When one thinks of IKEA, one of two things generally comes to mind: furniture and meatballs. Almost as much as their Billy bookcases and unreasonably complicated assembly manuals, IKEA is synonymous with Swedish meatballs. But while their classic meatball has fans spanning the globe, the Swedish furniture store is giving its meatball a little sibling. A 3D-printed vegan sibling, that is. And the furniture company plans to unveil these hybrid meatballs at job interviews for employee candidates.
You see, this particular meatball demonstrates where the classic IKEA snack meets innovative greatness. (We first saw this at DesignTAXI.) Or so I imagine is the general conceit. The 3D-printed meatball comes as part of its new recruitment endeavor, cleverly called Taste the Future. So how does this relate to the company’s actual bread and butter? (Furniture, not tasty albeit sometimes divisive snacks.)
You see, IKEA sums up its global mission through the lens of its iconic treat. “Everything starts out small,” the IKEA recruitment site says. “Like the iconic IKEA meatball.” From a simple Swedish meatball, the furniture store’s staple snack has ballooned globally, with stores all over the world offering their own takes on the sequel. Even the meatless option which, per IKEA features “great small price tag and a smaller climate footprint.” That’s certainly forward-thinking, both stylistically and environmentally.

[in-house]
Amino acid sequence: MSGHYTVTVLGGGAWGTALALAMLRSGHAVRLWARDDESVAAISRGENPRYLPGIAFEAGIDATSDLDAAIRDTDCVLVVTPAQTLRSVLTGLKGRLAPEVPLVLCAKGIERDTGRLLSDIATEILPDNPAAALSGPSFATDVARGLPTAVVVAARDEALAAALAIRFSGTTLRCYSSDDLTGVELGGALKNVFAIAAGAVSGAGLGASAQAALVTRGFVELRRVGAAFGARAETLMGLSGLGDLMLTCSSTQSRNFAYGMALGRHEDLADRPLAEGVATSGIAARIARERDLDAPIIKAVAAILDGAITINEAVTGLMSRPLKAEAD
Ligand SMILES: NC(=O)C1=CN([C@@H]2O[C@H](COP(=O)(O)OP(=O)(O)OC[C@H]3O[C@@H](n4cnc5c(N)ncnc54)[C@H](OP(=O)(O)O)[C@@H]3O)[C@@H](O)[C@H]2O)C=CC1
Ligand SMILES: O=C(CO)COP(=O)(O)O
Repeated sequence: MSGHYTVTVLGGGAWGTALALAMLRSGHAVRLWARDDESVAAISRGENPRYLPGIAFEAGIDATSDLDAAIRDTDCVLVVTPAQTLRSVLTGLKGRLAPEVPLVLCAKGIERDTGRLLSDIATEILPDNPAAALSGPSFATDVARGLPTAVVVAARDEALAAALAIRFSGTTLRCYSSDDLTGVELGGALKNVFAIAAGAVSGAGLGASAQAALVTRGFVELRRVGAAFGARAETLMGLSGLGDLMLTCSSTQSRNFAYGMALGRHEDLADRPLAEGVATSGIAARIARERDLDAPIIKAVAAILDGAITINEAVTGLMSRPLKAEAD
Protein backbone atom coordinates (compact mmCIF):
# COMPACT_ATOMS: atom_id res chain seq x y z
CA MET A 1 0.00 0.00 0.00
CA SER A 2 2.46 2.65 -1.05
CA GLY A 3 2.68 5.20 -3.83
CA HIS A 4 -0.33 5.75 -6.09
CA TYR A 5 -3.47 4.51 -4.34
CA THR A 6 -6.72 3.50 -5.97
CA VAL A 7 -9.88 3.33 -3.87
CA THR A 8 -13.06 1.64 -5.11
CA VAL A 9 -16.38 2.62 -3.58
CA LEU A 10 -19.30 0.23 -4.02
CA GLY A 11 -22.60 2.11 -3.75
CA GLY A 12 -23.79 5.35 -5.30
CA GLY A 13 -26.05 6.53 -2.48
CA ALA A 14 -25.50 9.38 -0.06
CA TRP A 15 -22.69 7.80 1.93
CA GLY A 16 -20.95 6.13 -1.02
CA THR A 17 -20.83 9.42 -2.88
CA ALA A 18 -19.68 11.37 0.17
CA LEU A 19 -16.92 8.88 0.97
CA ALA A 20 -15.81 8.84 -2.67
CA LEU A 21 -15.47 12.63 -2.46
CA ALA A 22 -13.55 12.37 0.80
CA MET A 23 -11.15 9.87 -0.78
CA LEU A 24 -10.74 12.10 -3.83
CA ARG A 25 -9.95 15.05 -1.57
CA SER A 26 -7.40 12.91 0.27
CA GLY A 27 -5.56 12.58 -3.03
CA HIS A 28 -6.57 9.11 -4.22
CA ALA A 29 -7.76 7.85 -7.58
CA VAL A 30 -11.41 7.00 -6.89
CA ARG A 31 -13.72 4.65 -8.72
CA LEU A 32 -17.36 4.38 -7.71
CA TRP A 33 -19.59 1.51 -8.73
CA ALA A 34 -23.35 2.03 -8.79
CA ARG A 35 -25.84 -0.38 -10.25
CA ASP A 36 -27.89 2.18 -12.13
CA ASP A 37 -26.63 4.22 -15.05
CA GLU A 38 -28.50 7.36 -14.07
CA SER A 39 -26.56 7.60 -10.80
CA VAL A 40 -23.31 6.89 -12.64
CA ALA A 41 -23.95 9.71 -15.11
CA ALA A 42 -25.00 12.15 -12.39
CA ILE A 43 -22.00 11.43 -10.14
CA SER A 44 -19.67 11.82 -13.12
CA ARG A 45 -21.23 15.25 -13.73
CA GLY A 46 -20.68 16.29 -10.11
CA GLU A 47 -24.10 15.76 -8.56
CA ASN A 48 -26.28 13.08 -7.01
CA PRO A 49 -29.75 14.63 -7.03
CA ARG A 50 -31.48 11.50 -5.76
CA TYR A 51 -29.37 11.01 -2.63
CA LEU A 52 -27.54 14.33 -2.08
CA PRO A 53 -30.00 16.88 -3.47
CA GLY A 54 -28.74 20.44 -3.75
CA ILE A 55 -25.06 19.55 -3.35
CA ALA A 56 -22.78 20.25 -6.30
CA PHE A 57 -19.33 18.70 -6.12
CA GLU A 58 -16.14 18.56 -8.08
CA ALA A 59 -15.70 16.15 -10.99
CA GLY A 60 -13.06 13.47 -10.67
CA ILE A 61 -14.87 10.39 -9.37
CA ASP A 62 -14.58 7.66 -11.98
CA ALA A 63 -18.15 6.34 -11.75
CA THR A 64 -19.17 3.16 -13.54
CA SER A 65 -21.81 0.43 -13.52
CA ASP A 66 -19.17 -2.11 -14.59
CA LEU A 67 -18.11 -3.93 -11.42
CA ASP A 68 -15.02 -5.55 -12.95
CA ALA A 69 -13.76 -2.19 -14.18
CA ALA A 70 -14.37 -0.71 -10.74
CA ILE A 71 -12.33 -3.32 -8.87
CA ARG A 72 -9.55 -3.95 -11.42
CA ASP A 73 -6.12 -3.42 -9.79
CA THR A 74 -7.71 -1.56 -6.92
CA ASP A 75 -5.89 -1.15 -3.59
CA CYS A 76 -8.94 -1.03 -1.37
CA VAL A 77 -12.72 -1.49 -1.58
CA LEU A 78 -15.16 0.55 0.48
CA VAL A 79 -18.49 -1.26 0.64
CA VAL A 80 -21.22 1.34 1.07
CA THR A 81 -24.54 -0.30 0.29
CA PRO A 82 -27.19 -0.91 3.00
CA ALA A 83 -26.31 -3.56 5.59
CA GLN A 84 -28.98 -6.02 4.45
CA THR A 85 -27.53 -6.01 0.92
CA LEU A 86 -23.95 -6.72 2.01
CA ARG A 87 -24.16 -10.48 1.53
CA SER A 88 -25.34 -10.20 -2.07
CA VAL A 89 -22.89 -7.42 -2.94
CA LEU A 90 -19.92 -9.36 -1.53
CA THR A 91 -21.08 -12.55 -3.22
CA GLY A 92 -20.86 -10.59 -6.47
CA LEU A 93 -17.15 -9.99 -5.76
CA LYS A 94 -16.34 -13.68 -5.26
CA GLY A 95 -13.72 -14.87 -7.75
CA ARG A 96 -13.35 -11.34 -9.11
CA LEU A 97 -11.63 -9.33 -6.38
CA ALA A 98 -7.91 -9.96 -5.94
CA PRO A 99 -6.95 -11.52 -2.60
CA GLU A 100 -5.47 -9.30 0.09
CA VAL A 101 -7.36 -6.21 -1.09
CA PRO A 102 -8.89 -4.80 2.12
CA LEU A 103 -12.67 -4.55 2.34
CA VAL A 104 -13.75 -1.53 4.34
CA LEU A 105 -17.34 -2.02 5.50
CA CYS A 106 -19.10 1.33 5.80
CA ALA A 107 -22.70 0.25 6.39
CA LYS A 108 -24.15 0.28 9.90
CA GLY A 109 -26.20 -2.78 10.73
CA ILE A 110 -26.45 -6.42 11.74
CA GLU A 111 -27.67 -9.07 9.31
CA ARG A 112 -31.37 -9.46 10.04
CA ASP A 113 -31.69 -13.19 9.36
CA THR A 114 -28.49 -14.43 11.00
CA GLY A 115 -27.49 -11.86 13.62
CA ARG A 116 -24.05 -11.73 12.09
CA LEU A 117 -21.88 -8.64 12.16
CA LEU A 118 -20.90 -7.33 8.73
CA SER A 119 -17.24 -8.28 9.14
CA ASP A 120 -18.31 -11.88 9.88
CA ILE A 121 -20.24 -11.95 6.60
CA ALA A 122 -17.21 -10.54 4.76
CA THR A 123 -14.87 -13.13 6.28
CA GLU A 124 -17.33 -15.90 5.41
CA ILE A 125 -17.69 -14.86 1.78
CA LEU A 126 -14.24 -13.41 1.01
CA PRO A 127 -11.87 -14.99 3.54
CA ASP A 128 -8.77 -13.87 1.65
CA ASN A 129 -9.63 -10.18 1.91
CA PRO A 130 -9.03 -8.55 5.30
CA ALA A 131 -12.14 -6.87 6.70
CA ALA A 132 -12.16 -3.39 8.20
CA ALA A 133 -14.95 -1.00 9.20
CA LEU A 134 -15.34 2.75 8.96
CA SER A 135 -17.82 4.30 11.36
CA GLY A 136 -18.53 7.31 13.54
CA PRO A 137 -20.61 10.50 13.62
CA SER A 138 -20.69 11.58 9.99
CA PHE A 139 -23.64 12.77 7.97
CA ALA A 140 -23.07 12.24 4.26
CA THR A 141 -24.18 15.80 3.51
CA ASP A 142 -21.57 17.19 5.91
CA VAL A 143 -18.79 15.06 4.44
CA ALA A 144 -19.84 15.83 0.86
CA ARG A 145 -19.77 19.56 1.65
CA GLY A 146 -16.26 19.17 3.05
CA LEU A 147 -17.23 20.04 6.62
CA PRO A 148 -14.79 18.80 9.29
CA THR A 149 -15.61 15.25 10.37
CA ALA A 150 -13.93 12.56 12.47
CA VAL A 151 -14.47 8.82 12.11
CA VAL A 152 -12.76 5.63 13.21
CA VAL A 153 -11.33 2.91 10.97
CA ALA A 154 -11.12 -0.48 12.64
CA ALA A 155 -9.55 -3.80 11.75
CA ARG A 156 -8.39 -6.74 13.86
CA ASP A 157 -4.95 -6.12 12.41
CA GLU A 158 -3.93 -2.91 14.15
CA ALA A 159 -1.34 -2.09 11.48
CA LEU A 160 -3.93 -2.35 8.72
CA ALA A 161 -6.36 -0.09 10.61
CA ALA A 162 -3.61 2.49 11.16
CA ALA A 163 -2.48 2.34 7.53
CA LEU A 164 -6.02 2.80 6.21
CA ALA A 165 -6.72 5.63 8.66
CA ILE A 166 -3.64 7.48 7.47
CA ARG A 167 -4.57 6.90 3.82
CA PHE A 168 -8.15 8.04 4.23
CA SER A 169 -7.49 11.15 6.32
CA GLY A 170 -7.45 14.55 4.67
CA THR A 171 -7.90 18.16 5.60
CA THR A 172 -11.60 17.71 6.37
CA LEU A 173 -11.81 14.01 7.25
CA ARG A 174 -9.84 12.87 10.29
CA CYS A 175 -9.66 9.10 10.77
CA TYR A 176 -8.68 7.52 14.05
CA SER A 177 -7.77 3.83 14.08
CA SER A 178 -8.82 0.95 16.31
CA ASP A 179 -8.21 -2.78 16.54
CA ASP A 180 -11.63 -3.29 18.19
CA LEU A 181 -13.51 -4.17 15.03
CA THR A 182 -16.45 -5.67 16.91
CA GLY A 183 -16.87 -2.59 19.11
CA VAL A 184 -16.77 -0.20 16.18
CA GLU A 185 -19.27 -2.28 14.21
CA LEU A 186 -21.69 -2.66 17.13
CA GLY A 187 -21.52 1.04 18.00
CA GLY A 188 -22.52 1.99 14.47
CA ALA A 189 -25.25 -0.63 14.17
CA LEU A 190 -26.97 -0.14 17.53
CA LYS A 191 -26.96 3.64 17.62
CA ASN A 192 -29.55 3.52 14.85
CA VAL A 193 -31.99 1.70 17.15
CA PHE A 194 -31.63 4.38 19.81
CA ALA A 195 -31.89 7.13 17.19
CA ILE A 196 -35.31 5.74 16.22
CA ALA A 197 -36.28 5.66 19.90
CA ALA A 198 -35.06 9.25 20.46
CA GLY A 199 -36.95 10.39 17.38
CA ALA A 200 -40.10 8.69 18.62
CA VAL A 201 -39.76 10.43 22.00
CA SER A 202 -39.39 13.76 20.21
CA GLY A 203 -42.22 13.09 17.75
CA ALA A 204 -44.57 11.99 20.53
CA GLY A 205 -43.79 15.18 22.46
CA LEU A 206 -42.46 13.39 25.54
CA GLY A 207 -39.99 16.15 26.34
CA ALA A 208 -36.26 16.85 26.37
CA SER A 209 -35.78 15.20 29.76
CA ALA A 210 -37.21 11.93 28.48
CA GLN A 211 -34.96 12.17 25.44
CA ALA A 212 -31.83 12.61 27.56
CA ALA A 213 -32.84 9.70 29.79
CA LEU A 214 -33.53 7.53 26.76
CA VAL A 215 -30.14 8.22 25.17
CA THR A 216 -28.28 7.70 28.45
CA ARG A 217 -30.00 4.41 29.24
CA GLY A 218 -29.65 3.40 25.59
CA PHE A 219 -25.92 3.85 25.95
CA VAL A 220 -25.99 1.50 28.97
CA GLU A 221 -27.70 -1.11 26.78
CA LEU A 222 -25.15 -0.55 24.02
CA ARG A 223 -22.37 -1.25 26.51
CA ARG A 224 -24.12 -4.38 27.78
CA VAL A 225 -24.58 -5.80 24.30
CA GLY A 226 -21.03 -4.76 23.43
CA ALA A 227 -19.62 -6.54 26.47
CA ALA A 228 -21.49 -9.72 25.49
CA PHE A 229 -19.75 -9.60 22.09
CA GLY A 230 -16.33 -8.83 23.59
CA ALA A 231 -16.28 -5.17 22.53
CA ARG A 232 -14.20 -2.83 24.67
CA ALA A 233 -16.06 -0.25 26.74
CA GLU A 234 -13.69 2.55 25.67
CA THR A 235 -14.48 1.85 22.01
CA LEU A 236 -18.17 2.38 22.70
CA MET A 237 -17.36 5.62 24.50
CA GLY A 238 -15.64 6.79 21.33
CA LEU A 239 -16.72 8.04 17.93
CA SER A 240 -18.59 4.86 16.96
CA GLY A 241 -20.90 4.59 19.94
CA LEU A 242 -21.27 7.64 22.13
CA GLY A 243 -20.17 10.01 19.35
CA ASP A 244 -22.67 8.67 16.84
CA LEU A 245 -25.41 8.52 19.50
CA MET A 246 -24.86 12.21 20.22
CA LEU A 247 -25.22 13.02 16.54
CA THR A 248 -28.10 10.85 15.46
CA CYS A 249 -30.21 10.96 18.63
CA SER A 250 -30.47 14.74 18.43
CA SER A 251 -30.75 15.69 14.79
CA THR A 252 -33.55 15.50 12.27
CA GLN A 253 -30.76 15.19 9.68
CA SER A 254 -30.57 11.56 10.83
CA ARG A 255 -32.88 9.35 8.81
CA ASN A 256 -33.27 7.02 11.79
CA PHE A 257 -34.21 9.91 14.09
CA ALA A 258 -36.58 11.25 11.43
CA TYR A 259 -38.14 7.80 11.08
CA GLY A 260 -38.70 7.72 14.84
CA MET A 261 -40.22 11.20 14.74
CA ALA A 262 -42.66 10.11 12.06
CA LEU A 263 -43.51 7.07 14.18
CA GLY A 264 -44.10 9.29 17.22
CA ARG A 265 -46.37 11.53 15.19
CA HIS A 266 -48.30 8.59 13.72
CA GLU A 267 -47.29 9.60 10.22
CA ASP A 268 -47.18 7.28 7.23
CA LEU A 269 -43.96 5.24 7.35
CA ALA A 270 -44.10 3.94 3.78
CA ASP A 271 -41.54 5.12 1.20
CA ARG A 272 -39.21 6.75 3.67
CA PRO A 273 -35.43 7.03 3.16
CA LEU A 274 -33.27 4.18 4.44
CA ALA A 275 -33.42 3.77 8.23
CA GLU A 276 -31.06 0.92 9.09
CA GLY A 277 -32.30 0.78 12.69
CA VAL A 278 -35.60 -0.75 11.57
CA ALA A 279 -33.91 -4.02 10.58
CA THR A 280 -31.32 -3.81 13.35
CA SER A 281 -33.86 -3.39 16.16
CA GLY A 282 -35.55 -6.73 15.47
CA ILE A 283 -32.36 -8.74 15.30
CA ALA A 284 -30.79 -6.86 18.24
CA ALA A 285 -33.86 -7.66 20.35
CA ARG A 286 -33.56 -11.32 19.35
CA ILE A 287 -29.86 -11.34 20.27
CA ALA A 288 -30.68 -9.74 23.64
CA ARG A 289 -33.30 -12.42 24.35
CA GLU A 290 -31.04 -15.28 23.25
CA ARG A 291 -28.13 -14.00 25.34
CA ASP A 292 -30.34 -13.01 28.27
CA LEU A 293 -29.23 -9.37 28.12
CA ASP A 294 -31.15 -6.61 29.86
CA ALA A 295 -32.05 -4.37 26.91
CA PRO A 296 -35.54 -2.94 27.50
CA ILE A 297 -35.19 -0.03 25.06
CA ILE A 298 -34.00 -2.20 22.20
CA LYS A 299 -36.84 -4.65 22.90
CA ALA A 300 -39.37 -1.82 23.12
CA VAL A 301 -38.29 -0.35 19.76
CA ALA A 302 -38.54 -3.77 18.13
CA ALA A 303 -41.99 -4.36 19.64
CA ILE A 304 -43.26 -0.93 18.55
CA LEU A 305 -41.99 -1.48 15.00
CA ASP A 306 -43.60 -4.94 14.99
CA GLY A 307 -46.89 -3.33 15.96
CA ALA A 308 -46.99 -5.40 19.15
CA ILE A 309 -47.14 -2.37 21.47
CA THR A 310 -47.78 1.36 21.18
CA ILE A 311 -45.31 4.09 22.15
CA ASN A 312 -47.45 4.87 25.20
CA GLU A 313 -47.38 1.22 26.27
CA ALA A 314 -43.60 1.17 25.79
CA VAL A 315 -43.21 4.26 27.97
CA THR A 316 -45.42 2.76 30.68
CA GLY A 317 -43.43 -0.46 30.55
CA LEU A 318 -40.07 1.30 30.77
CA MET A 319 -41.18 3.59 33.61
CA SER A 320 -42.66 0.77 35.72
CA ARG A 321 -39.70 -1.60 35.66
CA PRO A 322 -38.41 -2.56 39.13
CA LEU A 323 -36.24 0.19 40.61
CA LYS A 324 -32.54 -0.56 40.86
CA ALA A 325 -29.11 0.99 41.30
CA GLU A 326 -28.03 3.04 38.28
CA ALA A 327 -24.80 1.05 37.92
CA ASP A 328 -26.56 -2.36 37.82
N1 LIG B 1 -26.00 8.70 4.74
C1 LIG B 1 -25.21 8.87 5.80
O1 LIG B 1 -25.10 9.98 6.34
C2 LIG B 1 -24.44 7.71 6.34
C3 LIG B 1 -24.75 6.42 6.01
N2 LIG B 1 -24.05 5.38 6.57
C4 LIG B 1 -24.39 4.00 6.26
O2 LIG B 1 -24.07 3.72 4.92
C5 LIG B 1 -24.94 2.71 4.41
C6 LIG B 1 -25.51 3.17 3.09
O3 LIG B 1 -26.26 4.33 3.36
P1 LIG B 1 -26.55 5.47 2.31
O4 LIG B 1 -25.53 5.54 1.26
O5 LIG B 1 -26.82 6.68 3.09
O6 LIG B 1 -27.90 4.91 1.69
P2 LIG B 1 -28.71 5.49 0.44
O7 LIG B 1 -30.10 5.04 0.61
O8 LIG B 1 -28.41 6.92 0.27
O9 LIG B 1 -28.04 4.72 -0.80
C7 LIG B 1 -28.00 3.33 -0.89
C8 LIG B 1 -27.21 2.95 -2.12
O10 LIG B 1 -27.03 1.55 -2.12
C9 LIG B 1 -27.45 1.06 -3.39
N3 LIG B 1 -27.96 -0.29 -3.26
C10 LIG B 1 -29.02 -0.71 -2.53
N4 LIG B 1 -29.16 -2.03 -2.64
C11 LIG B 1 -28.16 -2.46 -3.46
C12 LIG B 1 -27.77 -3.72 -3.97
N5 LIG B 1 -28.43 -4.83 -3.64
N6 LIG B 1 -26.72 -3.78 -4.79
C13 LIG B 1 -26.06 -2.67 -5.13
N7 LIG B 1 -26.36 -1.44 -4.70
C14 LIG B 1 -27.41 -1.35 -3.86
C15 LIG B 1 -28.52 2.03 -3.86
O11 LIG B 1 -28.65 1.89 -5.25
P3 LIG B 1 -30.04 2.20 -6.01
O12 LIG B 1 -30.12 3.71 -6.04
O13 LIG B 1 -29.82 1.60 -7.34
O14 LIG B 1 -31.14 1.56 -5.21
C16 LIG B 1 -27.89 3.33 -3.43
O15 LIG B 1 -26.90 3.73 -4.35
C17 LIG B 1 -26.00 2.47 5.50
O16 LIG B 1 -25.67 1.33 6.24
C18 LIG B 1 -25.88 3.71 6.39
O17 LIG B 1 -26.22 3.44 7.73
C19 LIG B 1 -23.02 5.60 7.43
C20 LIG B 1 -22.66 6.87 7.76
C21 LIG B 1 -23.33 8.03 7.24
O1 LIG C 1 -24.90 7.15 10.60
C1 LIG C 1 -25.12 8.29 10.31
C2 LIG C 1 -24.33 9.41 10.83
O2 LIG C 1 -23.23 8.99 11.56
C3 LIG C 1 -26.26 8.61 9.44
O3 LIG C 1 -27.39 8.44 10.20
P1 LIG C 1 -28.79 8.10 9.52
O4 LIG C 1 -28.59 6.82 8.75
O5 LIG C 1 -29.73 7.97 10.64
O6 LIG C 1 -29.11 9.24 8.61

Admittedly, the above image of the vegan meatball mid-3D-printing doesn’t look the most appetizing. But can your 3D-printer make meatballs? Ours can’t either.
Here’s what IKEA’s Taste the Future endeavor calls for:
At IKEA, we aim to make healthy and sustainable choices affordable and accessible for all. To make that happen, we need people with imagination. People who know that everyone has a right to feel at home. People who share our vision of a better everyday life. Together we’ll innovate the future of life at home through data, technology, retail and home furnishing know-how. We need future architects, down-to-earth data scientists, unboxed engineers, cyber guardians, common sense makers and more!
Sounds like the Swedish furniture maker has some exciting plans on the horizon. That’s one small step for Swedish meatballs, one giant leap for sustainable furniture. We love to see IKEA bringing this kind of innovation to the forefront. Although, I must say, to anyone who tries a 3D-printed vegan meatball, please reach out to let us know how it tastes.